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Hey you! I’ve been busy the past few weeks trying to think of great things to write about on the blog. I definitely want to share more creative and client work, as well as share a little bit about my process. Today I’m sharing how to create a storyboard for photoshoots!

What is a Storyboard?

A storyboard is a visual organization of the photoshoot. It shows the flow of the images and day, from beginning to end. In editorial photography, this can be very important in telling a narrative. In product photography, this is important because it helps you stay organized and know exactly what the plan is. This helps things go smoothly. It also helps you stay true to you + your client’s vision for the shoot!

Today I’ll be sharing my simple method, and what a storyboard looks like for me. Depending who you work with, theirs might look a bit different! I also anticipate mine to improve and evolve in the future. But for now, this is what works best for me!

The Logistics of a Storyboard

Logistically, a storyboard for me is a plan. It lists all the important information I need, and how the photoshoot will flow from one phase to another. Usually my storyboards are a couple pages long, because it includes shot inspiration, artistic inspiration, etc! But here’s a consolidated version of one I created a few months ago for a shoot!

On the first page, I write down important details such as the date, time, location, prop list, and vendors involved (models, makeup artists, etc). Technically, this isn’t as much of a storyboard as it is a call sheet. This page contains all the information that every person on the team needs to know. This way, I can send this document to everyone, and everyone will be on the same page. After the first page, I move into the storyboard.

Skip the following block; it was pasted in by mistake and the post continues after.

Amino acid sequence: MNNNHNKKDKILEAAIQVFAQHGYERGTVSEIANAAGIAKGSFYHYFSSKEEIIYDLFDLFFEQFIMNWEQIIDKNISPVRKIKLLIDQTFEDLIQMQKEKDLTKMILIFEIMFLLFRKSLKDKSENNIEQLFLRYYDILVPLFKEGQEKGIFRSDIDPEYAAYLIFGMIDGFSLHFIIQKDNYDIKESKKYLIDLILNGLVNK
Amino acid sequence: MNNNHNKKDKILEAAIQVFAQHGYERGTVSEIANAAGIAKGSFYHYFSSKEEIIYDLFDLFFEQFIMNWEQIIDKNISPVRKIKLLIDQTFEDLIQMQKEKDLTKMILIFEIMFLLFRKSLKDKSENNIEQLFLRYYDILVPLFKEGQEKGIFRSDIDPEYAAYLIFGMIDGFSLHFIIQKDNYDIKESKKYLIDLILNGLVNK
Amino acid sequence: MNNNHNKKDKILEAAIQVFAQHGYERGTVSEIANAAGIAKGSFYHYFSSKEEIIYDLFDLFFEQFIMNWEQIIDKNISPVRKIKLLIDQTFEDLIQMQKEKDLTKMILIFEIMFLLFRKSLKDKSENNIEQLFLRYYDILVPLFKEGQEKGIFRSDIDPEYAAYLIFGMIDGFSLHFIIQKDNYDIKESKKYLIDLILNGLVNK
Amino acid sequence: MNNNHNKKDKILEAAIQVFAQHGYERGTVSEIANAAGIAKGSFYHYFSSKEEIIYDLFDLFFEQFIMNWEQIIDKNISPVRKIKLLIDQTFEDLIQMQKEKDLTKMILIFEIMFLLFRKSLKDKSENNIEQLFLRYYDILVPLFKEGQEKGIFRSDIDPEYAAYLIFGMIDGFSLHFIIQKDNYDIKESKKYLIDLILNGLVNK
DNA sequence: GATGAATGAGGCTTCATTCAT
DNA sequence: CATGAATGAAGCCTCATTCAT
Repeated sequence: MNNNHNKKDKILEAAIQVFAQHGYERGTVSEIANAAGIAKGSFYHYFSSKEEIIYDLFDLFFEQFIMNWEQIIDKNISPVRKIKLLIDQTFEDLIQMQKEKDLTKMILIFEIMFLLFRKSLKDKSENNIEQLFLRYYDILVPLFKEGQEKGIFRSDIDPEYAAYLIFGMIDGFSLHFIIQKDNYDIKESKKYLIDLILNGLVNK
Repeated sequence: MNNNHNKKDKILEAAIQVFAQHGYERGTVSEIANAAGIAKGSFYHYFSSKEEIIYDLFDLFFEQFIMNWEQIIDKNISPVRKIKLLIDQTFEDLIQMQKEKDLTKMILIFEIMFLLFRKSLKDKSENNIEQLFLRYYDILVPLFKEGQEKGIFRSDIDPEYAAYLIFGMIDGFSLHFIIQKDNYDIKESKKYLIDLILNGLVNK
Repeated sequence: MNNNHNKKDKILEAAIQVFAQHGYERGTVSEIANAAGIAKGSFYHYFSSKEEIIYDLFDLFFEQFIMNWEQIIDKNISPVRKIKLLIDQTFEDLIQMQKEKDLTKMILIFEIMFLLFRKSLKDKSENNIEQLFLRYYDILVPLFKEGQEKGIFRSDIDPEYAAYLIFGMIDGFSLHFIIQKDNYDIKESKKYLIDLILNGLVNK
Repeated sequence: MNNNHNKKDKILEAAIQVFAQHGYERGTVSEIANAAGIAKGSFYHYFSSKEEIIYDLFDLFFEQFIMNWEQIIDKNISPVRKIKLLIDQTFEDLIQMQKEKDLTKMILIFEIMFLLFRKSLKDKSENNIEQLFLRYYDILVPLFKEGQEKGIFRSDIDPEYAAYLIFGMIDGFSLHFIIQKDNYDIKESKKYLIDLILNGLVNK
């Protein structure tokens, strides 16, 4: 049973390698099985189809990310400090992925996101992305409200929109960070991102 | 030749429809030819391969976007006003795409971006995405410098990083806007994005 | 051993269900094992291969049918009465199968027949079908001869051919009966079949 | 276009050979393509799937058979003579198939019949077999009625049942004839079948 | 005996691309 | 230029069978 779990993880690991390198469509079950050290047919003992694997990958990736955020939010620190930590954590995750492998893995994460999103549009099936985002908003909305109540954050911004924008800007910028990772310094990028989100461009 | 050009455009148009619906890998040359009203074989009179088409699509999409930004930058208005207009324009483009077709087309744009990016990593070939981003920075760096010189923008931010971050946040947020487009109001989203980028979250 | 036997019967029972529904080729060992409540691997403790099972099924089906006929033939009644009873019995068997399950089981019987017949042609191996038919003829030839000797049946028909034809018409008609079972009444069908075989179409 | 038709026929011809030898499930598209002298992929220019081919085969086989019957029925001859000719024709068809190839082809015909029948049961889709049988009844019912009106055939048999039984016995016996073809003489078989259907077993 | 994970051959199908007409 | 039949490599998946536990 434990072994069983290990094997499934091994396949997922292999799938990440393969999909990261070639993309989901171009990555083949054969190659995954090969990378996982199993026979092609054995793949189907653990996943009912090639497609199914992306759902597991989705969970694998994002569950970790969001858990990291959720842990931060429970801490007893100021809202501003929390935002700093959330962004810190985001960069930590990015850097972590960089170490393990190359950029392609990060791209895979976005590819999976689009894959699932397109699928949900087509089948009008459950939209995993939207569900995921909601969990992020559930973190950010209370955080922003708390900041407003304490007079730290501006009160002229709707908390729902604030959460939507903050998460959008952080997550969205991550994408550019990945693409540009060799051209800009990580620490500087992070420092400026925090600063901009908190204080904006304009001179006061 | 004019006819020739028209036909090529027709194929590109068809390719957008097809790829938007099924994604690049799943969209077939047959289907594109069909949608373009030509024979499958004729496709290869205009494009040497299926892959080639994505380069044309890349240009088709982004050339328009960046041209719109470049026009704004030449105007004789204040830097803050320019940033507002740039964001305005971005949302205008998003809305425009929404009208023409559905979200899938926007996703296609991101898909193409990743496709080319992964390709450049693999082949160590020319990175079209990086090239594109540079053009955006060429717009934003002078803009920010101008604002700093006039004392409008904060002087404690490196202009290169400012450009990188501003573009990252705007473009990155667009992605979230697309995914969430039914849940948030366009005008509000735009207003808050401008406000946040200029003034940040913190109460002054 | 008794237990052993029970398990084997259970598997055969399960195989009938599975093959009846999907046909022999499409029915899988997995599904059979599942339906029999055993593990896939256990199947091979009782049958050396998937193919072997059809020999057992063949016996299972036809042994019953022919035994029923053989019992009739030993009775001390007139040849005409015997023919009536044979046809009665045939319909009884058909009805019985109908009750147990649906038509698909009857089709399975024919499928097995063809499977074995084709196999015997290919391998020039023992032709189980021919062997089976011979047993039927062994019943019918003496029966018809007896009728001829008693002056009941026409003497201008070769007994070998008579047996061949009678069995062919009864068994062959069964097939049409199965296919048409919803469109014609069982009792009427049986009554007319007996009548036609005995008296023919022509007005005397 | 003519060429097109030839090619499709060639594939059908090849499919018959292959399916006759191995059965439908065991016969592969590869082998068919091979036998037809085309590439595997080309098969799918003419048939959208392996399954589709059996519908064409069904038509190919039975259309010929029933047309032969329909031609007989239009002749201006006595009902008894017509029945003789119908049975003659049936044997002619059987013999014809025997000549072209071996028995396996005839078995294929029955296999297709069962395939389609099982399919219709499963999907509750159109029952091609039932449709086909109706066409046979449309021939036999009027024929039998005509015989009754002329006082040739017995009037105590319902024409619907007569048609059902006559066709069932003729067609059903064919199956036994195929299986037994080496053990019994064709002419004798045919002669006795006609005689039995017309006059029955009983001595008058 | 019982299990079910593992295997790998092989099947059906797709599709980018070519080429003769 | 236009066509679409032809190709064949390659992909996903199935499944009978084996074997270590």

As you can see, the second page moves more into the storyboard! I include the overall schedule, including the shots and wardrobe that we’ll be transitioning into throughout the shoot.

This photoshoot example was a basic lifestyle shoot for a company, so there isn’t a strong narrative throughout. However, we did create 4 different looks and environments to get as much variety as possible for marketing purposes. Depending on what you are shooting, you can make this section as narrative focused or as complicated or as simple as you’d like. For this shoot, creating a storyboard helped me anticipate things like how long it will take to move in between locations, how long it will take to change and touch up hair, etc. It also provided visual inspiration of images that matched the mood, posing, and feel we were going for.

Those are essentially the basics of creating a storyboard! It can be as intricate or simple as it needs to be.

Create Your Own with a Free Template!

Are you ready to create your first storyboard, but don’t know where to start? I’ve got you!

I put together a free template that you can customize with your own text and branding. If you know the basics of Adobe Photoshop (like using text, layers, and filling color of a shape), it’s easy to fill out!

To get this free template, click here!

Have questions? Don’t hesitate to reach out – comment below or contact me here, I’d love to chat!

how to create a storyboard for commercial editorial photoshoots for fashion photoshoots

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